Marvin looked at his hands and sighed. The blood was still fresh and so was the memory of seeing his father beating up his mother. How could he stand aside when the creature that gave him life was being treated like trash? No, that could not go on anymore.

“Marvin, I’m Dr. Adelaide. I’ll ask you a few questions and I’d appreciate if you could answer them without thinking too much about it, alright?” The pretty doctor asked the teenager in front of her.

Dr. Adelaide was a young and pretty woman that seemed to gain his trust immediately. Or maybe it was the way she sat next to him, a bit laid back and with one leg over the other as if she was talking to an adult compared to all the others who tried to comfort him as if he would start crying any moment or pat his head like he was a cute little puppy that needed attention. No, he didn’t need comfort because he wasn’t the one that had to constantly feel pain.

Marvin was now in the waiting room of a hospital. His mother was in the room next door and he was standing there like a bodyguard that had had a rough day.

“Alright.” He replied curtly.

“How long has it been since the beatings started?”

“Since he lost his company to bankruptcy two years ago. But he’s always had a temper.”

“How many times did you or your mom call the police?”

“Never. It was never bad enough to make a complaint.”

“And who said that? You or your mom?”

Marvin looked at the officers in front of his mother’s room, at the way they were talking to each other, laughing as if there was no worry in the world.

“If those officers are supposed to protect us then I’d prefer to protect myself.”

“Do you have troubles asking or allowing others to help you, Marvin?”

“I do know when to bow my head and when to rise my sword against the ones threatening my life. I do not regret anything I have done.” Marvin replied without growing anxious of his past actions and their repercussions. Dr. Adelaide nodded and seemed to understand that he didn’t want to continue the conversation so she kept silent but never left his side.

Dr. Adelaide watched Marvin the next day too and the boy’s answers were calculated but also fueled by emotions. Being the second day, time had settled in and so did realization and acceptance and it became obvious that Marvin was filled with rage and it all flooded from his father’s abusive behavior.

“Are you going to send me to a lunatic hospital?” he asked during lunch. Both he and Dr. Adelaide were in the canteen but he was the only one eating.

“Why would you think that?”

“I killed without remorse. What makes you believe I won’t do it again if I am pushed towards it?” He asked looking at her with innocent brown eyes.

“I wouldn’t worry. You only did it to protect your mom. You will have to be punished but it won’t be prison, I assure you.”

“Can I ask you for a favor? Send me to the loony bin. Write a letter about how mentally unstable I am and keep me locked up for a while. I’d much prefer that to prison.”

Dr. Adelaide stared at the teenager in disbelief. There were so many questions regarding his behavior and she had her doubts about his mental state but they weren’t so bad as to keep him in solitude. He was what, 16 or 17 years old, and he acted in defense so he was not looking at time in prison; maybe community service and therapy but she was not even taking into account sending him to an institution.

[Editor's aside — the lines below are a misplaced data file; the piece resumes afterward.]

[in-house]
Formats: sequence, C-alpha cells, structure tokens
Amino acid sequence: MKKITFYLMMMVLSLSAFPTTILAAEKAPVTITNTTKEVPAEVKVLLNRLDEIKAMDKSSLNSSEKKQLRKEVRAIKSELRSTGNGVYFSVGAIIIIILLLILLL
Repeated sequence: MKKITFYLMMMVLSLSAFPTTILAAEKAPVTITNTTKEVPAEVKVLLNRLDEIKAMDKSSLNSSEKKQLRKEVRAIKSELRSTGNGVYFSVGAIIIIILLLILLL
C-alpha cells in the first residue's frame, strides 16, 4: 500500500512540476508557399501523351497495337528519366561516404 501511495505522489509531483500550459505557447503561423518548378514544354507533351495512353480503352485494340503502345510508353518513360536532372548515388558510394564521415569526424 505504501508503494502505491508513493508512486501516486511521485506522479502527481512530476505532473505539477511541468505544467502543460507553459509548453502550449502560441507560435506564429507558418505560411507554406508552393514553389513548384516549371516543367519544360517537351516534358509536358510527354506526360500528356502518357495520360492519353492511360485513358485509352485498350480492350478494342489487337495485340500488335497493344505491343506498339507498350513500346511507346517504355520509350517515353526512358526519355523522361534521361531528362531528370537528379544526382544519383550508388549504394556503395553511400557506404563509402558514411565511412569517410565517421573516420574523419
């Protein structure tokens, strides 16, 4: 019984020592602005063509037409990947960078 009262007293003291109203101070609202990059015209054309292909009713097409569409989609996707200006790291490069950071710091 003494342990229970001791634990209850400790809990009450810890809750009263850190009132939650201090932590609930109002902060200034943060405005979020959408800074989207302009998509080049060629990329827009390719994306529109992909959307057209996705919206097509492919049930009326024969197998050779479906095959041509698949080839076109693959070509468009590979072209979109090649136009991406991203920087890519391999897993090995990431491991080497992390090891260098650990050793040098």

“Why would you ask me for that? How is that a favor?”

“Trust me because I most definitely don’t trust myself.”

“Detective Lanchester, you became quiet.” Iwan pointed out while they were waiting for Ava to talk to the head nurse.

“I’m thinking about this boy. He’s coming from an abusive environment and we have to cling onto each of his words to know what he really means.”

Iwan raised an eyebrow, anticipating the meeting between one rebellious detective and a subject that he seemed to have taken an interest in.

“Have you been in mental hospitals before?” Iwan asked with nonchalance.


Well that was unexpected and suddenly his view over the ginger broadened. He wanted to ask more but Ava returned with a clipboard in one hand and a key in the other.

“We have 30 minutes so hurry up.” She announced before she started to walk ahead.

The boys had to keep up with her by fastening their pace because although she wasn’t imposing in height or weight, she was very quick.

As soon the doorknob rolled and the door opened with a creak, Ava saw a boy standing on a white chair looking out the window. That image alone brought all sorts of memories to all of them but the one to feel the most intense in this situation was the detective.

“Hello, Martin. I’m Ava and these are my friends. We’d like to talk to you about the problematic aspects behind your outburst of anger.” Ava chose her words just so they wouldn’t get the kid to close in.

“I already talked to a doctor. I told everything to the police too, I told them that I did it.”

Marvin couldn’t move from his spot against the wall. From the moment he stepped in he knew he couldn’t take it. He could see the police cars in front of his house, the ambulance standing near with a paramedic talking to his mother. It was loud but the noise vanished in the moment he saw the front door open and two guys carried his father’s corpse out covered in a body bag. He knew he should feel remorse and regret but he didn’t.

“What did you feel Marvin?” The psychologist asked once he was brought into a facility.

“Anger. I felt so much anger.”

“It wasn’t enough killing him? What else did you want to do?”